Courting Wild Turkeys

After many years of decline, wild turkeys (Meleagris gallopavo) are now found in all continental states. There are four wild turkey subspecies within the United States, with two additional subspecies found in Mexico. Wild turkeys prefer open woods bordered by clearings, particularly where oaks are prevalent.

In the spring, male wild turkeys gather in small groups to perform courtship displays. Courting males puff their feathers until they look like feathery balls and flare their erectile tails into a vertical fan. With their wings lowered, the males strut slowly while gobbling, drumming and even spitting. Successful males breed with multiple mates. After the breeding season males gather in groups and do not assist in incubation or the rearing of young.

Female wild turkeys make a carefully hidden nest on the ground by scraping a shallow hollow which they line with leaves. The female lays 4 to 17 pale buff eggs speckled with reddish or pink spots. The eggs hatch in about 28 days (the range is 25 to 31 days). The precocial (covered in down and able to move about) chicks leave the nest within 12 to 24 hours. The mother will feed the hatchlings for up to two days after which they can acquire their own food.  Two or more hens often unite their broods into a small flock.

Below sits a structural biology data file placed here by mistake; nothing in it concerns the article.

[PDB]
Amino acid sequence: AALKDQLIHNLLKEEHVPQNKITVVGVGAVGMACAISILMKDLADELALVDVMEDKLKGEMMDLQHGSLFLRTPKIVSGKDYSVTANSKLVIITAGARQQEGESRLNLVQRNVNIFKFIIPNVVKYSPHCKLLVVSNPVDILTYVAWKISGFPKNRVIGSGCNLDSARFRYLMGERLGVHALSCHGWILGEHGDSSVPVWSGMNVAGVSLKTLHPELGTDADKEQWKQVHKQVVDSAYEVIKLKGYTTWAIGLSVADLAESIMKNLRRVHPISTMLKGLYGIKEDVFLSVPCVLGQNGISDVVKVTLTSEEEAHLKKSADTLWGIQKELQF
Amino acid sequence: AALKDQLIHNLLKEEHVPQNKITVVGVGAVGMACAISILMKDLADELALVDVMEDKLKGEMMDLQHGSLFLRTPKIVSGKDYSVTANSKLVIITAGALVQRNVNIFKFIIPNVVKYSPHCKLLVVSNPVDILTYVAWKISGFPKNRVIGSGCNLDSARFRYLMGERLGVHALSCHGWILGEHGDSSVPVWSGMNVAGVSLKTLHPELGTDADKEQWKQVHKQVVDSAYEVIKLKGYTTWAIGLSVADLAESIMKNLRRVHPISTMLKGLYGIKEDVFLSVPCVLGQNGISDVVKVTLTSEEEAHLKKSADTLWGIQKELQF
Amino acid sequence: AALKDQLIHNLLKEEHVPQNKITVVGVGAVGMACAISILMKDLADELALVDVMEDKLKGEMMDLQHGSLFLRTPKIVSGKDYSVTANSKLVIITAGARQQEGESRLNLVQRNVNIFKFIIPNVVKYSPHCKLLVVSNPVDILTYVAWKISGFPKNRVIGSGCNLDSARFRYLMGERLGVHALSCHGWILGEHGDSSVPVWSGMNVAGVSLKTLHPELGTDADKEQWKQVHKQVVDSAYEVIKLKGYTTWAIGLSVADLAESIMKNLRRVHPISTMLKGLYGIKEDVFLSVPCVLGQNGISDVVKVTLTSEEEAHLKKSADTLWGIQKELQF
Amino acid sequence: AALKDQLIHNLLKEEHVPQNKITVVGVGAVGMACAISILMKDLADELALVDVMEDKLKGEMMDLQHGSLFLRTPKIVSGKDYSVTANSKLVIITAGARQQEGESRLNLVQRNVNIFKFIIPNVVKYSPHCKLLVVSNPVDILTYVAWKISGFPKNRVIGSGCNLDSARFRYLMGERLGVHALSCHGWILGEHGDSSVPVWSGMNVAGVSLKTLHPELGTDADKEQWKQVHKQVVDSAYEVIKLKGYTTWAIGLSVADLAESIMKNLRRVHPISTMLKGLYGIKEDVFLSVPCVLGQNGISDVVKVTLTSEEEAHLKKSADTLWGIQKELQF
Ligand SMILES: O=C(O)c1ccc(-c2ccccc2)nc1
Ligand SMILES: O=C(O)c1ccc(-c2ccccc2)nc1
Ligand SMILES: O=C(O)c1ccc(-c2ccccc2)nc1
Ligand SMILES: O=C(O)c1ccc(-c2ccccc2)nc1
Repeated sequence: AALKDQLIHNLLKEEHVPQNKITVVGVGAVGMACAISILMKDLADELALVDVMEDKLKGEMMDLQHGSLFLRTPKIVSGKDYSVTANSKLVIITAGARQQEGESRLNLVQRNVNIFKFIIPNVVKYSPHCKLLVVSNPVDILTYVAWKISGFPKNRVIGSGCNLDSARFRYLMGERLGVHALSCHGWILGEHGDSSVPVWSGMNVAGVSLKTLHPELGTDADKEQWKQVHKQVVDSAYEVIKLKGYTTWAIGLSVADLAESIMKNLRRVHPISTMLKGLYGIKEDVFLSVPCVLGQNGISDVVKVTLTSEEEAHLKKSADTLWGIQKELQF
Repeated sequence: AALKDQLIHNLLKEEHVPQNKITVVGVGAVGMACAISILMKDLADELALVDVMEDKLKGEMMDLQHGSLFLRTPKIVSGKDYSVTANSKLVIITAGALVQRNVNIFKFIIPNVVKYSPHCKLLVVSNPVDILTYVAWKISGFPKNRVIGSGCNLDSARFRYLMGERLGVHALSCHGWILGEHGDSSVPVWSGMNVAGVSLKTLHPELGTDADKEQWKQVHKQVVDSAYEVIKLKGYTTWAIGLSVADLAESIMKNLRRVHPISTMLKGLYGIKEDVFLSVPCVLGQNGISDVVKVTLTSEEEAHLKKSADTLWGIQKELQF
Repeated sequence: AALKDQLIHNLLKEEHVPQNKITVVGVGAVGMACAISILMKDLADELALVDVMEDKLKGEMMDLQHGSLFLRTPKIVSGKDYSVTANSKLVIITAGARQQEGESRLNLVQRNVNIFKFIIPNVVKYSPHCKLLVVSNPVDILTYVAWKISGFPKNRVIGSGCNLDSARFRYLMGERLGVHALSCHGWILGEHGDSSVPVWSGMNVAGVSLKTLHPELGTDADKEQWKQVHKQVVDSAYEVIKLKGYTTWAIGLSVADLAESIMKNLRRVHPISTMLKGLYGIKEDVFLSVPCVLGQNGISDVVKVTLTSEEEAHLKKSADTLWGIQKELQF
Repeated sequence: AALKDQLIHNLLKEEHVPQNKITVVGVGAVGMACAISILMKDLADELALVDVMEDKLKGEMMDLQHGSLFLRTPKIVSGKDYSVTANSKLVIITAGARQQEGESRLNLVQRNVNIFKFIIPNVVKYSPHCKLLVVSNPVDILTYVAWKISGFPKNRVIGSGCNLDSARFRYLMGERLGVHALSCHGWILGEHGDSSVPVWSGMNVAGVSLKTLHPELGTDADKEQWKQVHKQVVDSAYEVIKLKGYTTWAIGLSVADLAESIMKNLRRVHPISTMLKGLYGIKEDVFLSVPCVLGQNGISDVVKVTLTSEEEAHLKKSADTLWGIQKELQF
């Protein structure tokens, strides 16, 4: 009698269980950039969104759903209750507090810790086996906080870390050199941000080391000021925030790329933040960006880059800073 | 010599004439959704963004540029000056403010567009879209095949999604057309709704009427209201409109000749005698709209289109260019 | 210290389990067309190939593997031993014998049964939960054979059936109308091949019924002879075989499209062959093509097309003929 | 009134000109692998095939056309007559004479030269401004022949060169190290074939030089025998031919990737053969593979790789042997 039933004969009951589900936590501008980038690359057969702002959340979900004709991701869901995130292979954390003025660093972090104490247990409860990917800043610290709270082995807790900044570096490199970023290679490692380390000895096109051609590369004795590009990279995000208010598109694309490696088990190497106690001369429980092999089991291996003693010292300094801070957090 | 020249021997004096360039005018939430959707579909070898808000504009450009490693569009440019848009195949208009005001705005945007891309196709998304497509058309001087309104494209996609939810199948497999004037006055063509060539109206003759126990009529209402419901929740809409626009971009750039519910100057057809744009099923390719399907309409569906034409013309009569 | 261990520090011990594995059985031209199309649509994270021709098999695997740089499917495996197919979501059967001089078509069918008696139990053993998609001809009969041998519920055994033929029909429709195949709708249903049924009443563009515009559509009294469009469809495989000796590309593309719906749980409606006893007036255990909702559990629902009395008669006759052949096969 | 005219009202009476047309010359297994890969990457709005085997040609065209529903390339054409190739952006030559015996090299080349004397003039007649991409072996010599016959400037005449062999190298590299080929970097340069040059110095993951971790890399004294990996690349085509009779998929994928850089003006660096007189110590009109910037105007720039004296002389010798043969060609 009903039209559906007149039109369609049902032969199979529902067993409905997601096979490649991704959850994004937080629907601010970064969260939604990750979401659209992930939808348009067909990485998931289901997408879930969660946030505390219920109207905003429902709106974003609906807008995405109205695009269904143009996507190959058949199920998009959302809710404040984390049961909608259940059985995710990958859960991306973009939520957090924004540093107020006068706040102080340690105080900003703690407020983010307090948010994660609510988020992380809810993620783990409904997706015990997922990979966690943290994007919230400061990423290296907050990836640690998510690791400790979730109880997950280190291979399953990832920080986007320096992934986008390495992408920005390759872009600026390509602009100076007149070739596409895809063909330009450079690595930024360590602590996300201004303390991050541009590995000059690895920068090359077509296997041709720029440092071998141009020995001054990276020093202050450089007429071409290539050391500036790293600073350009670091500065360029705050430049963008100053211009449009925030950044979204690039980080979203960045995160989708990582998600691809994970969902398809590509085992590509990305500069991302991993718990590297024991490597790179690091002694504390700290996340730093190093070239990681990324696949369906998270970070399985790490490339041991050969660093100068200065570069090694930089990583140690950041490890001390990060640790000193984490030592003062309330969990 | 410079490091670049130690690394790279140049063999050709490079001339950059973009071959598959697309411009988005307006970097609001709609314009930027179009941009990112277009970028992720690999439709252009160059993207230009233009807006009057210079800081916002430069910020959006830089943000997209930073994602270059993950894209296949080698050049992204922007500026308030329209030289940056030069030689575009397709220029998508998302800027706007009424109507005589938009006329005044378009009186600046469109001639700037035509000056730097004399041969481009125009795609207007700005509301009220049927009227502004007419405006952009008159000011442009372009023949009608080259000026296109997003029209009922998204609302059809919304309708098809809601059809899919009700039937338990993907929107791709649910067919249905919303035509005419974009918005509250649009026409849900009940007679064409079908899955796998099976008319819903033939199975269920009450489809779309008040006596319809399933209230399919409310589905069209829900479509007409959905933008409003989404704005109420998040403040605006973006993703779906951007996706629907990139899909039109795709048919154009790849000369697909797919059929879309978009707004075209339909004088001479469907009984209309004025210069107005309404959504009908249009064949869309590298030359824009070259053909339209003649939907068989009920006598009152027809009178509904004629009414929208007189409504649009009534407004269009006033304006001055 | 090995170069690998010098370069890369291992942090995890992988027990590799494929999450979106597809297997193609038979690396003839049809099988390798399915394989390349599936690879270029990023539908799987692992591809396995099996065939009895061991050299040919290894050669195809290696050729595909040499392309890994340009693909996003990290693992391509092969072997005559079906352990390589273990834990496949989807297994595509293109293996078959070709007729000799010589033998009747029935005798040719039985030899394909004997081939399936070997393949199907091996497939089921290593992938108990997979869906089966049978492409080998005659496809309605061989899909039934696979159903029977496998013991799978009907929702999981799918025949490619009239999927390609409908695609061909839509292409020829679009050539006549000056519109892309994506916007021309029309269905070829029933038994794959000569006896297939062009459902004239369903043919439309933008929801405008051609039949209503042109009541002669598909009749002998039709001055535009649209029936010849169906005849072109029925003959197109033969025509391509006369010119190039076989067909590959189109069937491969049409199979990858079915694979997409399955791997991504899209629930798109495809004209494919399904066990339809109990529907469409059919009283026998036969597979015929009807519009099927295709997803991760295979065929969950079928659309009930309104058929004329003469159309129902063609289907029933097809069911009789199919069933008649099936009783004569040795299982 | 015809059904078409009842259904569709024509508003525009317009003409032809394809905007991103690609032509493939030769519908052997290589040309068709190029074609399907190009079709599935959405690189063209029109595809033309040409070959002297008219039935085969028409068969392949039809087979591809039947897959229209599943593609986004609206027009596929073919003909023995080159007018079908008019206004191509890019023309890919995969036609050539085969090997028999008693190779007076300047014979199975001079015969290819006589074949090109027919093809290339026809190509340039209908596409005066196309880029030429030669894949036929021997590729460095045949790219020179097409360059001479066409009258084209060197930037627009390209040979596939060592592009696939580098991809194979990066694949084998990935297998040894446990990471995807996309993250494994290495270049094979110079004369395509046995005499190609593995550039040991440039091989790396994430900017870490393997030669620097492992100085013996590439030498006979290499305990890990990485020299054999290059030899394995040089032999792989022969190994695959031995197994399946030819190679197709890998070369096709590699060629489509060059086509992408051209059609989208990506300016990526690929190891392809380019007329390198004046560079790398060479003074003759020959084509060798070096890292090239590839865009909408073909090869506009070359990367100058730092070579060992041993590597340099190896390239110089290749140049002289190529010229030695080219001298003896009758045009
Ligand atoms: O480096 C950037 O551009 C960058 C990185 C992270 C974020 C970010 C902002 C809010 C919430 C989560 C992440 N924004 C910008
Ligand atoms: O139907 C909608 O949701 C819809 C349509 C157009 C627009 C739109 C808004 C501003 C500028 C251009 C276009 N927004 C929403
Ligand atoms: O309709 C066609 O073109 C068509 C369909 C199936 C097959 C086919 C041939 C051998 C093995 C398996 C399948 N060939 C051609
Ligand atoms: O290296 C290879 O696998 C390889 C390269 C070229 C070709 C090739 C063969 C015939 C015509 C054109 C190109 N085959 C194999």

Leonard and I saw these wild turkeys on the flanks of Lower Table Rocks near Medford OR (Jackson County). There were about four males strutting and about three females that appeared receptive. (It was difficult to separate the sexually active birds from other birds in the vicinity.) The photographs show strutting males, a pair in the process of mating and a female running off immediately after copulation.

More information about wild turkeys may be found in my previous post: “Wild Turkey” on 01-25-2013.

 

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4 Responses to Courting Wild Turkeys

  1. tonytomeo says:

    Oh my! Turkeys are such a problem here! They scratch around in gardens, and make so much noise. There are more of them than ever!

  2. Great shots! Fantastic that you got to see them mating, and without disturbing them. I’ve often wondered how the females manage to keep their nests hidden from predators. Maybe they just defend them.

    • gingkochris says:

      I never saw a wild turkey nest. However, if their nests are similar to those of other species that nest on the ground, wild turkey nests are well hidden and camouflaged. Often I nearly step on a meadowlark or quail nest before the parent flushes and alerts me to its location.

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